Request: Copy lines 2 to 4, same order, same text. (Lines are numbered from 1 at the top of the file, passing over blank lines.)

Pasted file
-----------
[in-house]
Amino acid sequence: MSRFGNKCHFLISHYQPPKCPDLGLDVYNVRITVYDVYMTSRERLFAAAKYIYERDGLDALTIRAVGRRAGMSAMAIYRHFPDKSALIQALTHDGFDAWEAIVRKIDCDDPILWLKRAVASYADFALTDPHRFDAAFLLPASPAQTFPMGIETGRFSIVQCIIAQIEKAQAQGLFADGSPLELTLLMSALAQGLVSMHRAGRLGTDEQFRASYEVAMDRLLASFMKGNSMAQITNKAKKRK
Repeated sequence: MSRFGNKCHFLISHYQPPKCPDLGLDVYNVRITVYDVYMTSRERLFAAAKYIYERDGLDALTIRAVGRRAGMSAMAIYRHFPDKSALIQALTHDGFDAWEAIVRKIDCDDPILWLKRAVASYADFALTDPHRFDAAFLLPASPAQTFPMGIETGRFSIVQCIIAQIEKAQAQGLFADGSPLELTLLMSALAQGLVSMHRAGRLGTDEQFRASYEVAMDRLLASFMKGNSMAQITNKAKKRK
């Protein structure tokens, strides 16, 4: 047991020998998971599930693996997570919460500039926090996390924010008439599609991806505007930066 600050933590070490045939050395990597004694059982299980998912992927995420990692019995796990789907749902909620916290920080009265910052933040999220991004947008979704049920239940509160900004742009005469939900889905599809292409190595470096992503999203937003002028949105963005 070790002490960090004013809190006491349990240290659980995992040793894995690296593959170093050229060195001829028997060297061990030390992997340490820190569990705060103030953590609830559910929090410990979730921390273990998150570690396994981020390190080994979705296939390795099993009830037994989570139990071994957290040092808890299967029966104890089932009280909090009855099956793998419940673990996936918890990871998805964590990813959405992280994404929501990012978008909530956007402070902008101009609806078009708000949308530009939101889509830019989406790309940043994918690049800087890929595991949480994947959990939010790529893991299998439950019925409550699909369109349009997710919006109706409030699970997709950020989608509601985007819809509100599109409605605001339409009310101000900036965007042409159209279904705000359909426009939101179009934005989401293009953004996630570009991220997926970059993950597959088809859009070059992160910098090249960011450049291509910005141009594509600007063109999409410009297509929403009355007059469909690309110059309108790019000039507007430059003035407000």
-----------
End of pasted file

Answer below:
Amino acid sequence: MSRFGNKCHFLISHYQPPKCPDLGLDVYNVRITVYDVYMTSRERLFAAAKYIYERDGLDALTIRAVGRRAGMSAMAIYRHFPDKSALIQALTHDGFDAWEAIVRKIDCDDPILWLKRAVASYADFALTDPHRFDAAFLLPASPAQTFPMGIETGRFSIVQCIIAQIEKAQAQGLFADGSPLELTLLMSALAQGLVSMHRAGRLGTDEQFRASYEVAMDRLLASFMKGNSMAQITNKAKKRK
Repeated sequence: MSRFGNKCHFLISHYQPPKCPDLGLDVYNVRITVYDVYMTSRERLFAAAKYIYERDGLDALTIRAVGRRAGMSAMAIYRHFPDKSALIQALTHDGFDAWEAIVRKIDCDDPILWLKRAVASYADFALTDPHRFDAAFLLPASPAQTFPMGIETGRFSIVQCIIAQIEKAQAQGLFADGSPLELTLLMSALAQGLVSMHRAGRLGTDEQFRASYEVAMDRLLASFMKGNSMAQITNKAKKRK
């Protein structure tokens, strides 16, 4: 047991020998998971599930693996997570919460500039926090996390924010008439599609991806505007930066 600050933590070490045939050395990597004694059982299980998912992927995420990692019995796990789907749902909620916290920080009265910052933040999220991004947008979704049920239940509160900004742009005469939900889905599809292409190595470096992503999203937003002028949105963005 070790002490960090004013809190006491349990240290659980995992040793894995690296593959170093050229060195001829028997060297061990030390992997340490820190569990705060103030953590609830559910929090410990979730921390273990998150570690396994981020390190080994979705296939390795099993009830037994989570139990071994957290040092808890299967029966104890089932009280909090009855099956793998419940673990996936918890990871998805964590990813959405992280994404929501990012978008909530956007402070902008101009609806078009708000949308530009939101889509830019989406790309940043994918690049800087890929595991949480994947959990939010790529893991299998439950019925409550699909369109349009997710919006109706409030699970997709950020989608509601985007819809509100599109409605605001339409009310101000900036965007042409159209279904705000359909426009939101179009934005989401293009953004996630570009991220997926970059993950597959088809859009070059992160910098090249960011450049291509910005141009594509600007063109999409410009297509929403009355007059469909690309110059309108790019000039507007430059003035407000």